The working language of the university should be English, but Wageningen Research should keep using Dutch. This is the advice of the Internationalisation working group. The ten WUR working groups presented their ideas on 4 June in front of the Wisdom and Wonder pavilion.
© Albert Sikkema
Language policy is a hot issue in politics and media. Should the internationalisation and the increasing numbers of programmes offered in English be restricted, or are they necessary?
‘Wageningen should be English-speaking, considering its international mission and its students’, says Carolien Kroeze, member of the WUR as International Organisation strategy group. ‘We are therefore of the opinion that English should be the working language of the university. But Dutch should remain the working language of Wageningen Research, which has many Dutch clients.’ The working group advises the executive board to include this in WUR’s new strategic plan.
The Partnerships working group thinks that WUR should not work with all possible international partners anymore. We should choose which partners are important for us, says working group leader Bram de Vos, and then invest in those partners. ‘We currently find all partners important, but we don’t invest in any of them.’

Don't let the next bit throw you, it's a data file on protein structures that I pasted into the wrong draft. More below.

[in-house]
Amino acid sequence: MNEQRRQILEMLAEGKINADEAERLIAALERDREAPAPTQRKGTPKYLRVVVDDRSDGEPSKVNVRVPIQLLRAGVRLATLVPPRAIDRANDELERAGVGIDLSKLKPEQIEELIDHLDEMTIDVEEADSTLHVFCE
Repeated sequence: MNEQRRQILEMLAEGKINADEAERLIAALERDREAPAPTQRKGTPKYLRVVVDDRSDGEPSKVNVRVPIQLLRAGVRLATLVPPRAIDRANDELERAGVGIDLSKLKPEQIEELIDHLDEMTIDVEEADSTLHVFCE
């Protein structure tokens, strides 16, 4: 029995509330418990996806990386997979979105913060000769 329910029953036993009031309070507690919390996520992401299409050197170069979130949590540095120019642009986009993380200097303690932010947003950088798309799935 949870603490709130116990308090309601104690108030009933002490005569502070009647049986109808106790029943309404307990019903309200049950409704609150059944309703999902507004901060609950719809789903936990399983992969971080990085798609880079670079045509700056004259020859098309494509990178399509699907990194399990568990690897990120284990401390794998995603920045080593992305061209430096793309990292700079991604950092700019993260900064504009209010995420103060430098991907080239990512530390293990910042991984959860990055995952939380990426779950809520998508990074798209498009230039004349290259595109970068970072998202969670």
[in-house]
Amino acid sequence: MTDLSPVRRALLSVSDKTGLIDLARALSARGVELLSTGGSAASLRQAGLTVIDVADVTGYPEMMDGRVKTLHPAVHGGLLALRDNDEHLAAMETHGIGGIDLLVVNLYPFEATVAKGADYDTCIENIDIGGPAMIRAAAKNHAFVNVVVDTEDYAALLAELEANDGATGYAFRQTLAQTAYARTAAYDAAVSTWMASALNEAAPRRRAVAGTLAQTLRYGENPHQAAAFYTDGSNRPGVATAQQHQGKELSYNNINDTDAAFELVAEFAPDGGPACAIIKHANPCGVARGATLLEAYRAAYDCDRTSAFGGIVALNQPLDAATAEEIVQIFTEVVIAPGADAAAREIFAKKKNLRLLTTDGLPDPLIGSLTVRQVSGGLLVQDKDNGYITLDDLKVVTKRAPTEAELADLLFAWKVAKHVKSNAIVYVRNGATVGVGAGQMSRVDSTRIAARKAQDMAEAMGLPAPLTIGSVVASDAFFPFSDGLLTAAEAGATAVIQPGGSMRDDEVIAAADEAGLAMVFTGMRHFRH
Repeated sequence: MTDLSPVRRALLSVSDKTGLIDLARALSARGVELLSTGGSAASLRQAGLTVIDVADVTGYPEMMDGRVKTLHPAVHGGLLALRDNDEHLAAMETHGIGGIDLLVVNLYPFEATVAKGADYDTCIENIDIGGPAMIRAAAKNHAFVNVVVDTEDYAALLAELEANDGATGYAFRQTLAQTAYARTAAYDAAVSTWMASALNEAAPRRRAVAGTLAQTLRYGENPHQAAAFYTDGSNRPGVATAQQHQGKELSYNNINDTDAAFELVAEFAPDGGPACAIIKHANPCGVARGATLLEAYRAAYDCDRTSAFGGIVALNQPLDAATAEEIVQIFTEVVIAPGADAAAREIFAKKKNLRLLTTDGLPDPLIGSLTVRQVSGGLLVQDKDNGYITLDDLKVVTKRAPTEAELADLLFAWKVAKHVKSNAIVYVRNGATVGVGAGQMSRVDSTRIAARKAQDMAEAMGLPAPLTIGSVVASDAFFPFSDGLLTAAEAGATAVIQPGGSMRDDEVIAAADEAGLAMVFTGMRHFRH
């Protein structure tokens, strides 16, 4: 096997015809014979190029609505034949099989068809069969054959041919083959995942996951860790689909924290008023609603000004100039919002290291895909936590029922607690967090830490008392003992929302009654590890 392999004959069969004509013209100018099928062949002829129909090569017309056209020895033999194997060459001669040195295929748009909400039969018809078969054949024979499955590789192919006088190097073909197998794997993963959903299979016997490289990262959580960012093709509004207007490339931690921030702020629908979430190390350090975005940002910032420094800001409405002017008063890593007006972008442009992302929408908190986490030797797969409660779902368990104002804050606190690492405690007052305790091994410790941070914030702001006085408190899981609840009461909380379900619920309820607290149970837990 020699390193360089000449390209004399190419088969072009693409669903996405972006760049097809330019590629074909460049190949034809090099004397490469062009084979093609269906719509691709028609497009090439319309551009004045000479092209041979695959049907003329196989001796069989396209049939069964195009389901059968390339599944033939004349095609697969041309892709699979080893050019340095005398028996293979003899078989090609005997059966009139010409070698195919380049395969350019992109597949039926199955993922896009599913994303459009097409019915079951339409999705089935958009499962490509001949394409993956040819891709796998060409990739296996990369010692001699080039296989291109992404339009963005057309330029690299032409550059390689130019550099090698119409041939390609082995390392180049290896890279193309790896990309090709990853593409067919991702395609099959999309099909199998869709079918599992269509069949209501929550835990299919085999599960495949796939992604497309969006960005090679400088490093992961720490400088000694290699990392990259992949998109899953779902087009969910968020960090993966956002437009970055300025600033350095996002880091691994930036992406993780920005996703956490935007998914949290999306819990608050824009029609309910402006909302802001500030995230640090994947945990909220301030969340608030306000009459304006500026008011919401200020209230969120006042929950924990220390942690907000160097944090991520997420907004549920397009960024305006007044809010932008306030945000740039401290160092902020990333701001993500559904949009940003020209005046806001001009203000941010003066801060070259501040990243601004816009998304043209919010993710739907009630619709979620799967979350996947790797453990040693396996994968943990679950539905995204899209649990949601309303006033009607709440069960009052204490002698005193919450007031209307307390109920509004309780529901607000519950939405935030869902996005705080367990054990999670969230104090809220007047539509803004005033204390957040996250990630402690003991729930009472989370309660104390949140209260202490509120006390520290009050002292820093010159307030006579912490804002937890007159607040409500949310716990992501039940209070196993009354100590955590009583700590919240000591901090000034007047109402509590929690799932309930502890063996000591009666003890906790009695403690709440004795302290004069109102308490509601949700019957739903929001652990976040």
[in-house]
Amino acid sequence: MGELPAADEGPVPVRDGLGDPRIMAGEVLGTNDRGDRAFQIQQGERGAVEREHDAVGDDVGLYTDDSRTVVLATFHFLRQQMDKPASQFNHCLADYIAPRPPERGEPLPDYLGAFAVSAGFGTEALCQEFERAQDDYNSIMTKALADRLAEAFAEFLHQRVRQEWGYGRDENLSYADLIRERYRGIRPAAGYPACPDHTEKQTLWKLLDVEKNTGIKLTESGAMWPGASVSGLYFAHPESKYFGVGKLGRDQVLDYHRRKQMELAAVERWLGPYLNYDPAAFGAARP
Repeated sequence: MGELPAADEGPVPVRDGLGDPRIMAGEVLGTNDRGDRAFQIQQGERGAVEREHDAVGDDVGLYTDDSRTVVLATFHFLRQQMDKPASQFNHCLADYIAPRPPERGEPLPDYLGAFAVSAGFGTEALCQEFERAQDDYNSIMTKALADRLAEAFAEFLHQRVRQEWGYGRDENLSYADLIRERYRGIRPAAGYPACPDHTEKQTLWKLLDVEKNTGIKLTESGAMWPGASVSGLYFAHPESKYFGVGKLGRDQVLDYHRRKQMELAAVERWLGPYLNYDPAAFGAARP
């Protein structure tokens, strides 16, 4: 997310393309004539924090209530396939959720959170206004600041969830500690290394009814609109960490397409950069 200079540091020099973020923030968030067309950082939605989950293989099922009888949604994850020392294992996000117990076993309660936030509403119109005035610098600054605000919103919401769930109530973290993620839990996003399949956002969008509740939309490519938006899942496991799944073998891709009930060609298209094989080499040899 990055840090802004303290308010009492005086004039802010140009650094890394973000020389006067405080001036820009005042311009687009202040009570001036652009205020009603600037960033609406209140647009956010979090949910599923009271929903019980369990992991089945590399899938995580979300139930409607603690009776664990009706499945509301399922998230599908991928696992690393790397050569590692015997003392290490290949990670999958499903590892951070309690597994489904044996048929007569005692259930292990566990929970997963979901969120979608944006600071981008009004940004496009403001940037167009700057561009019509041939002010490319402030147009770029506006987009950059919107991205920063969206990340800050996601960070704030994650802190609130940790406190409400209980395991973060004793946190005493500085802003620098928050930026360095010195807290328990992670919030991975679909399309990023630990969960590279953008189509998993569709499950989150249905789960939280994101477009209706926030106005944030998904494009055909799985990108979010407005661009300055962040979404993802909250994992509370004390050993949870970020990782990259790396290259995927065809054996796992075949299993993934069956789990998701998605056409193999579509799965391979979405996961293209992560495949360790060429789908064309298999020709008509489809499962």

Everyone thinks One Wageningen is important, but a side note applies, thinks the working group that analysed Wageningen Research’s business model. We should give suitable people within WUR a mandate more often, so that they can elaborate plans instead of having endless discussions, states Ernst van den Ende. Appoint a responsible person, let them make their plan and evaluate afterwards.
All plans, ranging from stickers to elaborate proposals, are currently presented to the executive board. The board aims to have a new strategic plan for the period 2018-2022 by the autumn of this year.
In the past weeks, Resource highlighted the various working groups. Read what they discussed below.